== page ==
Term of Award

Spring 2015

Degree Name

Master of Arts in English (M.A.)

Document Type and Release Option

Thesis (restricted to Georgia Southern)

Copyright Statement / License for Reuse

Creative Commons License
This work is licensed under a Creative Commons Attribution 4.0 License.

Department

Department of Literature and Philosophy

Committee Chair

Richard Flynn

Committee Member 1

Caren Town

Committee Member 2

David Dudley

Abstract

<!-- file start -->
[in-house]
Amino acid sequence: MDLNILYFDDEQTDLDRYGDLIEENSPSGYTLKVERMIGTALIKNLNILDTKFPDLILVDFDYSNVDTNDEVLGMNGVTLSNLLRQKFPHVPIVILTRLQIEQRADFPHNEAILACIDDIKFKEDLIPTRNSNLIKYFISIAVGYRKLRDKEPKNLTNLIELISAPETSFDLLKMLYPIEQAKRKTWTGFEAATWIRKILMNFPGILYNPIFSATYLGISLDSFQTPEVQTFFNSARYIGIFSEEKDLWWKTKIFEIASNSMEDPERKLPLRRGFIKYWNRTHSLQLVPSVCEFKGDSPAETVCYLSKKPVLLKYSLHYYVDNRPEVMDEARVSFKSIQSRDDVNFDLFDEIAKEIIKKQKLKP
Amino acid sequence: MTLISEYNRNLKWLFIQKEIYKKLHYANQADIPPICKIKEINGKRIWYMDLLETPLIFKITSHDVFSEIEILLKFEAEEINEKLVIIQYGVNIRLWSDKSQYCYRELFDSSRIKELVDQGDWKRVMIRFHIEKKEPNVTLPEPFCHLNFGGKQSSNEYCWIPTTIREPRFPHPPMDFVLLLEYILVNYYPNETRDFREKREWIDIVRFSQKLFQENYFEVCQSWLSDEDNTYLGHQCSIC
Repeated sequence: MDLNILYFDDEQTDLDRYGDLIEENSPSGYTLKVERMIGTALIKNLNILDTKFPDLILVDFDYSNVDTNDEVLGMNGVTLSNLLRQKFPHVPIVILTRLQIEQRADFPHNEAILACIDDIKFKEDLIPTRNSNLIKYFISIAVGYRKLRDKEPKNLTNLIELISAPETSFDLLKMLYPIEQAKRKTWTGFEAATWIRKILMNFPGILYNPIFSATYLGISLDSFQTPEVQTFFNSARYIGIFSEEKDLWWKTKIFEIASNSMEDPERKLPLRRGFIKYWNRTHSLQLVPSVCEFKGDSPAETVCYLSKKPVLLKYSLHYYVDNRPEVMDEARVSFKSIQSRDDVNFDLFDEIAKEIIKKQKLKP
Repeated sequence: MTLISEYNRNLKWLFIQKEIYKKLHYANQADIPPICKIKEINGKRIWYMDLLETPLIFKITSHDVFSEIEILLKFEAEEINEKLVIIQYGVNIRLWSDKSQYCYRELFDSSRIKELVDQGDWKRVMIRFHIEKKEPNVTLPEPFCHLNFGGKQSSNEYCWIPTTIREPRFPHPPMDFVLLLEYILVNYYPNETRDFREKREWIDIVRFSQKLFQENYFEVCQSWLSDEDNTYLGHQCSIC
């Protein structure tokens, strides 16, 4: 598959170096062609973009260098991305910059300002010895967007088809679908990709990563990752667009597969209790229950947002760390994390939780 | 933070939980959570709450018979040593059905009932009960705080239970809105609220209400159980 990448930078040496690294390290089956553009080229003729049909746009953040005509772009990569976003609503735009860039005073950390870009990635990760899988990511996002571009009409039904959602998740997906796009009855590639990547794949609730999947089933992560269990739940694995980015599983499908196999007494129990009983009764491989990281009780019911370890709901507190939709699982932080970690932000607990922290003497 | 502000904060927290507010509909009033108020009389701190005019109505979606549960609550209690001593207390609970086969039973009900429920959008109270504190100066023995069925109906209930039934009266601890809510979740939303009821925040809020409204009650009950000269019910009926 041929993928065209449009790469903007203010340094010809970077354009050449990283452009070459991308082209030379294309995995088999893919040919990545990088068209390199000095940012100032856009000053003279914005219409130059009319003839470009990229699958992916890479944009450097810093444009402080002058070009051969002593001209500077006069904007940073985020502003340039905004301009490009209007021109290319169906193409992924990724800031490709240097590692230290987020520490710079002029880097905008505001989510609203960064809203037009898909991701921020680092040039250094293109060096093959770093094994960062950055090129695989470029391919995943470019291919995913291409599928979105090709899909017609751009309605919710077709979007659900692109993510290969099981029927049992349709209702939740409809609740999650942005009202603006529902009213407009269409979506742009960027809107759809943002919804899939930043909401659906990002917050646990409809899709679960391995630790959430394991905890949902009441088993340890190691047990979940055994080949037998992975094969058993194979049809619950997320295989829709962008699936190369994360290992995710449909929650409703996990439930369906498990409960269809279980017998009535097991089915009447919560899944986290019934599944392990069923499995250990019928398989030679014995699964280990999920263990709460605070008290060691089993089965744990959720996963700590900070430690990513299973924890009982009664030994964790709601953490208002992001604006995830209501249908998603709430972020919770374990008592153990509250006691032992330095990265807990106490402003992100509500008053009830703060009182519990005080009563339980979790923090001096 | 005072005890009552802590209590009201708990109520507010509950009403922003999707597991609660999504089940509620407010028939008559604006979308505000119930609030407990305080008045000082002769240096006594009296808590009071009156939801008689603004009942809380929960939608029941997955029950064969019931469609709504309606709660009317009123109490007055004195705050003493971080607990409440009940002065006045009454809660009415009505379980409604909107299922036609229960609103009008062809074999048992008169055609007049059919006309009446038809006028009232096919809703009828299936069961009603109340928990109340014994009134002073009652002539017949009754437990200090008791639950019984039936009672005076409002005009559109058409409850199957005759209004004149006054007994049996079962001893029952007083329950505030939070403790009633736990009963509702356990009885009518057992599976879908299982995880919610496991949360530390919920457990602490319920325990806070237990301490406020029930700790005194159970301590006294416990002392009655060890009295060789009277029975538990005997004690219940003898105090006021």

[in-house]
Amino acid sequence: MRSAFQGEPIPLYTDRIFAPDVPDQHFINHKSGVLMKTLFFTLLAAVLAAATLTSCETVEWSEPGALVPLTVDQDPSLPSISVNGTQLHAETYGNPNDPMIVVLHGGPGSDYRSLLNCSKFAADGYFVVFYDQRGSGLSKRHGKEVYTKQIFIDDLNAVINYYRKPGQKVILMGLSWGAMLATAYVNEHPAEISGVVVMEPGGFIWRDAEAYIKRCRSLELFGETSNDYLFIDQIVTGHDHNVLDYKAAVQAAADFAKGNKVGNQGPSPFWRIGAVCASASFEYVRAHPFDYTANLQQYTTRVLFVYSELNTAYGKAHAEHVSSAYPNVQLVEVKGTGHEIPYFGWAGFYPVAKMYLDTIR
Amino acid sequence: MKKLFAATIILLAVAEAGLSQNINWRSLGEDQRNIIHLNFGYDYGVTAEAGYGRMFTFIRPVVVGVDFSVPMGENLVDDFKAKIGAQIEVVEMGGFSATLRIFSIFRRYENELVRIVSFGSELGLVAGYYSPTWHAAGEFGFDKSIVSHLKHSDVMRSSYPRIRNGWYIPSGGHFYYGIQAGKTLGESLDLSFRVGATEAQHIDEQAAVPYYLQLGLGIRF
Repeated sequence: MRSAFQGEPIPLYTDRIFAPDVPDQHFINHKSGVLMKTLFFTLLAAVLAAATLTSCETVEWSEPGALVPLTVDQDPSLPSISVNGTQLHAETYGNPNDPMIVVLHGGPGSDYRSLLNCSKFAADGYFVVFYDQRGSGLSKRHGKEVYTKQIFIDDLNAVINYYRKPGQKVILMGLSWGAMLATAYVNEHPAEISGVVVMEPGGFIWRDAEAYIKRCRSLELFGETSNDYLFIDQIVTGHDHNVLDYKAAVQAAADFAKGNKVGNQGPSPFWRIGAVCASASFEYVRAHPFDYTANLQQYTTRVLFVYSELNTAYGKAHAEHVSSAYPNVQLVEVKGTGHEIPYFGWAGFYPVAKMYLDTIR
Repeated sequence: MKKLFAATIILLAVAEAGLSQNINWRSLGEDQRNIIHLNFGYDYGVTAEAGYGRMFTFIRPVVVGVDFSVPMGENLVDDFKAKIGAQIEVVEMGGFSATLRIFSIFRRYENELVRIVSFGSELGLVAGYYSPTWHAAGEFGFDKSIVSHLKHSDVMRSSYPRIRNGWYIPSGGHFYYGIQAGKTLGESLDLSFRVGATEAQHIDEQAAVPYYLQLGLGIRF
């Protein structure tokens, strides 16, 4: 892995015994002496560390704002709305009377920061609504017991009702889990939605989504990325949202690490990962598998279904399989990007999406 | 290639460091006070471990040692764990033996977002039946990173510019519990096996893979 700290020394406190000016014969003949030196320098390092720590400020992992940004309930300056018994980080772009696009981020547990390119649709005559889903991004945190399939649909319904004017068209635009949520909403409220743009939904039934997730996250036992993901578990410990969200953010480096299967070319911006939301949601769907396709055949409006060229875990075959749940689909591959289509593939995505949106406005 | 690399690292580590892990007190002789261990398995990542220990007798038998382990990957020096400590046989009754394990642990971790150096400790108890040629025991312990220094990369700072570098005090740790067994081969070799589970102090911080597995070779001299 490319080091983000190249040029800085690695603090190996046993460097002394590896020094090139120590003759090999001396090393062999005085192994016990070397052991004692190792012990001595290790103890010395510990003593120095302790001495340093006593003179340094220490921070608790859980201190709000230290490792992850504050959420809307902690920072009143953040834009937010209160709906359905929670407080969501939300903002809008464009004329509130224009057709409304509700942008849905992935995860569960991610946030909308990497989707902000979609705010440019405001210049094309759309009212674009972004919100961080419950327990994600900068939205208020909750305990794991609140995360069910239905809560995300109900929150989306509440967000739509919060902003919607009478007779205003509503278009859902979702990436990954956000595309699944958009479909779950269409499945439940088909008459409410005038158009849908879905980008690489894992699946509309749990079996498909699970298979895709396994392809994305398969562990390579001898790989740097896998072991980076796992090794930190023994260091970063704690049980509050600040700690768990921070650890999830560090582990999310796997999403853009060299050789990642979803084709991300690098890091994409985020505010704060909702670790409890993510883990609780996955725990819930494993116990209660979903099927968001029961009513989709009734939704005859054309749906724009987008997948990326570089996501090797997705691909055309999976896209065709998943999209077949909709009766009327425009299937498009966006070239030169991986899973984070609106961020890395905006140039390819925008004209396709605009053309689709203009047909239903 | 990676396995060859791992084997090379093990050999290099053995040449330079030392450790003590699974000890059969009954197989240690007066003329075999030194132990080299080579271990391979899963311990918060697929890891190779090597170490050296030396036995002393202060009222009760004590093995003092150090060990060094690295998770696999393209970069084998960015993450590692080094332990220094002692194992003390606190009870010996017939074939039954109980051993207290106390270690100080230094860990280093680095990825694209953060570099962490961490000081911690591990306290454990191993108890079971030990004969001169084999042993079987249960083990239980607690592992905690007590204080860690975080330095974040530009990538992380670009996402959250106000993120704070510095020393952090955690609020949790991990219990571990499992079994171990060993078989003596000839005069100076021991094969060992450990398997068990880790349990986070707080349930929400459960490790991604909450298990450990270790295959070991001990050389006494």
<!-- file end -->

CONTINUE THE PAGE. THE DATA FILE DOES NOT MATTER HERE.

For Lorde, identity rests in the power of one’s voice; in that having a voice gives one the agency not only to confidently reaffirm one’s personal identity, but to speak against oppressors who endeavor to keep voices silent. In Lorde’s poetry, she addresses those who stand at the margins of society. Lorde states that poetry is a “vital necessity of our existence. It forms the quality of the light within which we predicate our hopes and dreams toward survival and change, first made into language, then into idea, then into more tangible action” (Sister Outsider xi). Lorde’s poetry concerns itself with the intersectionality of identity, marginalization, silence as well as the ways in which these forces interact and affect us in our lives. In my thesis, I explore the formation of identity, using Audre Lorde’s prose and poetry as the foundation for discussing how the intersectionality of race, sex, and sexual orientation contributes to identity and the process of its formation. I discuss, most specifically, the plight that African-American women with non-heteronormative identities face because of the triple marginalization they experience by being women, African-American, and same-sex attracted.

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